Huddling in the dim light with my family and servants, I caught my breath. My mother looking dazed was sitting on a small bed, half hidden by  a curtain. My father was sat comforting her and my brothers were giving orders to some of the servants. I tucked myself into a alcove, hugging my book and praying we would survived.

Mystery Love

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I don’t know how it happened really. The coffee shop was busy again, just like it had been on Friday and there was no where else to sit but next to him!

She sat down next to me, muttering, ‘excuse me,’ and clutching her bag and coffee mug. I shuffled to the side, trying hard not to look at her. I had admired her from a far for so long and now she was next to me!

‘I’m sorry,’ I said, ‘It’s busy here today.’

‘Yes, it is. Must be the weather,’ he responded.

I nodded and tried to keep my eyes off him. But they kept wondering back towards his dark hair and nicely shaped chin.

She was looking at me and I was trying so hard to avoid her. However, our eyes finally met. She smiled, a small one at first then she tucked a strand of red hair behind her ear and smiled wider.

‘I like your hair. It’s really red,’ I spoke.

‘It’s natural,’ she responded, ‘I like your hair too.’

Then she giggled and settled back on the plush sofa. She picked up her coffee, but it must have been too hot because she placed it down again.

He was watching me and I was trying to be all casual, but I could feel it wasn’t working. I wanted to say something, act all chatting and hide my crush for him. The words didn’t want to form but as the silence stretched I knew I had to say something.

‘Terrible weather,’ I said.

‘It really is. I think the news said it was a storm. It’s meant to snow later,’ he replied.

‘Yes, I saw that too. I really hope it doesn’t snow!’ I cried.

‘Why?’ he asked.

I thought a moment before answering, ‘I don’t mind it, I just don’t like being in it. I guess that’s how most people feel. What about you?’

He shrugged, ‘I don’t mind it either way.’

She looked away, out at the steaming up windows and the rain dripping down. I looked down at my phone and began flicking through things, not really interested in anything. I wanted to ask her questions, but I couldn’t do it. Maybe more small talk would help? But I didn’t know what else to say.

The silence grew again. She noticed it and started talking again.

‘You know, I’ve seen you before.’

‘In here?’ I asked.

She nodded, ‘I’ve been trying to figure you out. But I guess you must really like the coffee here or something.’

She laughed and her cheeks flushed. She was embarrassed. She turned away, looking at the people, the windows, the art on the walls, anything other then me.

‘Actually….’ I began and trailed.

He spoke and I turned back to him, fussing with my hair and scolding myself for saying something stupid. He didn’t seem to have noticed though. He was looking thoughtful now and picking over his words.

‘The coffee is rather good here,’ he announced.

I nodded and picked my mug up. I was having a hot chocolate today and it was still too warm to drink.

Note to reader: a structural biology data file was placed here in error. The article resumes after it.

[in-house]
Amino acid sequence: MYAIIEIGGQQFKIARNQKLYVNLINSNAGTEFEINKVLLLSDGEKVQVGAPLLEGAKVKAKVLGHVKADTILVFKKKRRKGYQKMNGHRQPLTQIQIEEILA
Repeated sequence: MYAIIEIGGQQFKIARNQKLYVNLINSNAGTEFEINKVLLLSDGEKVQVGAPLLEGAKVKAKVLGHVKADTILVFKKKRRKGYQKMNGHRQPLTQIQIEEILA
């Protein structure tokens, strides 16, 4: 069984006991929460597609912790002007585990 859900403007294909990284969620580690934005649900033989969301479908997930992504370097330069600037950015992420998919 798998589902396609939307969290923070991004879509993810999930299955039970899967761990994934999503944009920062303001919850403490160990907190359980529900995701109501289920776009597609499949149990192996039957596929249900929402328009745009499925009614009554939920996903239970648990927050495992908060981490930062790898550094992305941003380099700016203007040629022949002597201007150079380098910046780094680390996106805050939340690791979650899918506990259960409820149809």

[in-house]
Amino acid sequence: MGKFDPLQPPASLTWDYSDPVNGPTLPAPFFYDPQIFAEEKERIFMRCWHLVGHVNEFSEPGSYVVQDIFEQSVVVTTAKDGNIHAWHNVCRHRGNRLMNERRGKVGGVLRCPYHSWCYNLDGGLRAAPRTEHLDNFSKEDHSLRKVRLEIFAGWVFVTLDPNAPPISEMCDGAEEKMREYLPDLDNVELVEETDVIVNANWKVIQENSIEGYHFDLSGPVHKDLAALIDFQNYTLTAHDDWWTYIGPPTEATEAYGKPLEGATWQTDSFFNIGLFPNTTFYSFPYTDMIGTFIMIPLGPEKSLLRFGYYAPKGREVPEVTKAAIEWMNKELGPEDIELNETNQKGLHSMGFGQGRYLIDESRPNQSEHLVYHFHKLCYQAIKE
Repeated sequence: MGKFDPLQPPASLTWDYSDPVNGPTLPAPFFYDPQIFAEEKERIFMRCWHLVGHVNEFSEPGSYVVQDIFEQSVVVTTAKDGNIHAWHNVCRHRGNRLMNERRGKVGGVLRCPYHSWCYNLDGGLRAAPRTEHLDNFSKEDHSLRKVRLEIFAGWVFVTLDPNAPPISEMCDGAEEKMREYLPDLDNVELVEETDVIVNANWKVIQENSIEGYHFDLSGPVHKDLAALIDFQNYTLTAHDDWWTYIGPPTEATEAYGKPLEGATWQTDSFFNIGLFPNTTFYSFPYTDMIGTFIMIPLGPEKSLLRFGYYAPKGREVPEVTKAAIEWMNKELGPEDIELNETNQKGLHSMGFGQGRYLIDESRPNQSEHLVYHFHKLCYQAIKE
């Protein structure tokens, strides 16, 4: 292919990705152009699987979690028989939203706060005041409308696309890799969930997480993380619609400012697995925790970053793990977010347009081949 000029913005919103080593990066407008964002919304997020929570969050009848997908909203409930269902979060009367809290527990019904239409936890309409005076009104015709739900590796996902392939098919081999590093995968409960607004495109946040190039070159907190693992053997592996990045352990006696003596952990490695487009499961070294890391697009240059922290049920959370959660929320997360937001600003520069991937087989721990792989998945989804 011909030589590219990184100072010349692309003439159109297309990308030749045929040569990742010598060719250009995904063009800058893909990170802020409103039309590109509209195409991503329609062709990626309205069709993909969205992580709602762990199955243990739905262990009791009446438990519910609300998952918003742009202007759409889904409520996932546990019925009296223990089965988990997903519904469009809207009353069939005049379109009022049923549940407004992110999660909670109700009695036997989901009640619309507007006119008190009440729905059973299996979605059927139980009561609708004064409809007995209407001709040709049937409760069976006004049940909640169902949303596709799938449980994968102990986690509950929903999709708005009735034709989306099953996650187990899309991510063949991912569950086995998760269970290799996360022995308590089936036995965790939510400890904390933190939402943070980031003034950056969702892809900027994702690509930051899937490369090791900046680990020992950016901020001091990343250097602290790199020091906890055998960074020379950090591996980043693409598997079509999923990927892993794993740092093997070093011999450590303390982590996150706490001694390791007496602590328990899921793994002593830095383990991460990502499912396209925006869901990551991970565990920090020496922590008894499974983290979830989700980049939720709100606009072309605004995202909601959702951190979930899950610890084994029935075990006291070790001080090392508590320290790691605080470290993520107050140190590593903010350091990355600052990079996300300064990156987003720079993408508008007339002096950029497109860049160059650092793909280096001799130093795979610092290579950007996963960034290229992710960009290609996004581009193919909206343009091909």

‘But there is another reason…’ he said, ‘you.’

I frowned and looked at him, not sure I’d heard him right.

‘Me?’ I questioned.

‘Yes. Do you think sometime, if you are free, you’d like to go on a date with me?’ he asked, shyly.

I smiled and nodded, ‘yes, I’d really like that.’

Mystery Girl

Portrait of Woman Photographing With Smart Phone

Was she late or had I missed her? I sat down and searched the coffee shop for her once again. Of her lovely long red hair there was no sign between other people’s heads. The chattering voices were loud today as the weather was bad and people were seeking warmth.

The door opened, letting in high street noise and the sound of the rain. I looked up and there she was, hurrying to join the queue. She folded her umbrella away and took down the hood of her coat. Her hair was dull today, but I didn’t mind that.

I sneaked glances then when she got a coffee, she squeezed in at a table close by. We always seemed to sit close to one another. Sometimes, I or she would do it on purpose, even if we were the only people in here, we’d pick spots a little away from each other. Other times though, our closeness seemed be coincidence.

She started looking around and I dropped my head to my phone. I couldn’t meet her deep green eyes, but I knew with a look between my eyelashes that she had spotted me.

When she finally turned away, I fixed my gaze on her and that was the start of our looking game.

Rain on the Bus

Water Droplets on Clear Glass

The empty bus pulled smoothly to a stop and the doors opened. The bus driver peered out and watched the old lady getting on with the aid of the handrail.

‘Hello, Doreen!’ he said cheerfully as he recognised her, ‘terrible evening.’

‘Oh, no, Terry!’ Doreen cried with a little wave of her walking stick, ‘it’s quiet perfect!’

She pressed her pensioner’s bus pass to the ticket machine. There was a beep and some words flashed up.

‘For ducks maybe,’ Terry muttered with a glance out of his window.

The rain was coming down heavily and the wind was whipping up into a storm.

Terry closed the bus’s door to contain some heat. Then he waited for Doreen to shuffle off and sit down at the back, like she always did. Checking she was settled, he started up the bus and smoothly drove off.